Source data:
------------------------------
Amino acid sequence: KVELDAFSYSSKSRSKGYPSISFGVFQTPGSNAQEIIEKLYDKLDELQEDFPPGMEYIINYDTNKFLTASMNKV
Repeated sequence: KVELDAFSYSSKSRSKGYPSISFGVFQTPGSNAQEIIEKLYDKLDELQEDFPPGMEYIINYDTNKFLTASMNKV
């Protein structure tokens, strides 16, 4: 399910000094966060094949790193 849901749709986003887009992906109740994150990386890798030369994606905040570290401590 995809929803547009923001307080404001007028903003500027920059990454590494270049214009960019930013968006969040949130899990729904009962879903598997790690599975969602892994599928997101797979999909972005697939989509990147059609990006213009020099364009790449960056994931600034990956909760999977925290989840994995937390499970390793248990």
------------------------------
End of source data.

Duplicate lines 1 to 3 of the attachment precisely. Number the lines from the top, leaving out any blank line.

Amino acid sequence: KVELDAFSYSSKSRSKGYPSISFGVFQTPGSNAQEIIEKLYDKLDELQEDFPPGMEYIINYDTNKFLTASMNKV
Repeated sequence: KVELDAFSYSSKSRSKGYPSISFGVFQTPGSNAQEIIEKLYDKLDELQEDFPPGMEYIINYDTNKFLTASMNKV
């Protein structure tokens, strides 16, 4: 399910000094966060094949790193 849901749709986003887009992906109740994150990386890798030369994606905040570290401590 995809929803547009923001307080404001007028903003500027920059990454590494270049214009960019930013968006969040949130899990729904009962879903598997790690599975969602892994599928997101797979999909972005697939989509990147059609990006213009020099364009790449960056994931600034990956909760999977925290989840994995937390499970390793248990």